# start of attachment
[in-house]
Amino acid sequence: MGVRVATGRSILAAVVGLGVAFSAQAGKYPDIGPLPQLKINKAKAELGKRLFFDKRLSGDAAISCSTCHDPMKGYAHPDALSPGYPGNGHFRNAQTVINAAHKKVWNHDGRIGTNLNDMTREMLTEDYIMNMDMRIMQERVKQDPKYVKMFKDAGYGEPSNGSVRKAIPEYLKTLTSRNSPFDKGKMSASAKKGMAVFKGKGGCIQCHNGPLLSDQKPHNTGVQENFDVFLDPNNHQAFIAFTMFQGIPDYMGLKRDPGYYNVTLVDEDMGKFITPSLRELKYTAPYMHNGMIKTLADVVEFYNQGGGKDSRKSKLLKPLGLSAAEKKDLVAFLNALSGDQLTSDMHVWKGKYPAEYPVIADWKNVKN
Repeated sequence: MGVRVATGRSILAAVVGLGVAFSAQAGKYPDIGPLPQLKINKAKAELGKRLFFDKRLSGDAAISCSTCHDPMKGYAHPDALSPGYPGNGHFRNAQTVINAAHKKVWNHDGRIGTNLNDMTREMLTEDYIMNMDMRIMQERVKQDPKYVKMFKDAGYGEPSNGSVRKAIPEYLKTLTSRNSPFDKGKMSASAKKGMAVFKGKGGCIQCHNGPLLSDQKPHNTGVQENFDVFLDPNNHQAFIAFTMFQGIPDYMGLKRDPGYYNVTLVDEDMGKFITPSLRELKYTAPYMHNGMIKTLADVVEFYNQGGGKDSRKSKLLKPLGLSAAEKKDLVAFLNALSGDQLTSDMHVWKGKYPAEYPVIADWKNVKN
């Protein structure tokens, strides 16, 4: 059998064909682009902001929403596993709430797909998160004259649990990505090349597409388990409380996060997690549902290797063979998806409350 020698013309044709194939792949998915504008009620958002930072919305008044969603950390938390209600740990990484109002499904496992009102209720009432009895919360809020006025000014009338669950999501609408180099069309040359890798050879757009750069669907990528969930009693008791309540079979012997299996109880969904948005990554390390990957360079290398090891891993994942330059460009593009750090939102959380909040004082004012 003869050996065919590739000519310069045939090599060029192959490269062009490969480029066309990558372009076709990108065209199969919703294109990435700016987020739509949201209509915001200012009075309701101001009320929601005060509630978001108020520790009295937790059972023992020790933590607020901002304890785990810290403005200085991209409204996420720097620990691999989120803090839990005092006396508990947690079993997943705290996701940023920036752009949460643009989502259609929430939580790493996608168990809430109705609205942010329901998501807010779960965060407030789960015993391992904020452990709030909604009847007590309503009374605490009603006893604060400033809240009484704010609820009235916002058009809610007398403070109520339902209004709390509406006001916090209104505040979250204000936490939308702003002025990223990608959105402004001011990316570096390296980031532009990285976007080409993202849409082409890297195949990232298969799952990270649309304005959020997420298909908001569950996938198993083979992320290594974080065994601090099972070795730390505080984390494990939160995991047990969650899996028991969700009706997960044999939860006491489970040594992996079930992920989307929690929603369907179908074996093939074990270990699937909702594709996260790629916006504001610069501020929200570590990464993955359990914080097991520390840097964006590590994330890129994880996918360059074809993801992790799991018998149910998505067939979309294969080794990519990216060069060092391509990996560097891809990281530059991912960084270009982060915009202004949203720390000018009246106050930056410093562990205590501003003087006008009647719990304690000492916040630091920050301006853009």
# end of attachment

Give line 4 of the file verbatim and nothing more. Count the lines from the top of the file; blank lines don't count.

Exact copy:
């Protein structure tokens, strides 16, 4: 059998064909682009902001929403596993709430797909998160004259649990990505090349597409388990409380996060997690549902290797063979998806409350 020698013309044709194939792949998915504008009620958002930072919305008044969603950390938390209600740990990484109002499904496992009102209720009432009895919360809020006025000014009338669950999501609408180099069309040359890798050879757009750069669907990528969930009693008791309540079979012997299996109880969904948005990554390390990957360079290398090891891993994942330059460009593009750090939102959380909040004082004012 003869050996065919590739000519310069045939090599060029192959490269062009490969480029066309990558372009076709990108065209199969919703294109990435700016987020739509949201209509915001200012009075309701101001009320929601005060509630978001108020520790009295937790059972023992020790933590607020901002304890785990810290403005200085991209409204996420720097620990691999989120803090839990005092006396508990947690079993997943705290996701940023920036752009949460643009989502259609929430939580790493996608168990809430109705609205942010329901998501807010779960965060407030789960015993391992904020452990709030909604009847007590309503009374605490009603006893604060400033809240009484704010609820009235916002058009809610007398403070109520339902209004709390509406006001916090209104505040979250204000936490939308702003002025990223990608959105402004001011990316570096390296980031532009990285976007080409993202849409082409890297195949990232298969799952990270649309304005959020997420298909908001569950996938198993083979992320290594974080065994601090099972070795730390505080984390494990939160995991047990969650899996028991969700009706997960044999939860006491489970040594992996079930992920989307929690929603369907179908074996093939074990270990699937909702594709996260790629916006504001610069501020929200570590990464993955359990914080097991520390840097964006590590994330890129994880996918360059074809993801992790799991018998149910998505067939979309294969080794990519990216060069060092391509990996560097891809990281530059991912960084270009982060915009202004949203720390000018009246106050930056410093562990205590501003003087006008009647719990304690000492916040630091920050301006853009």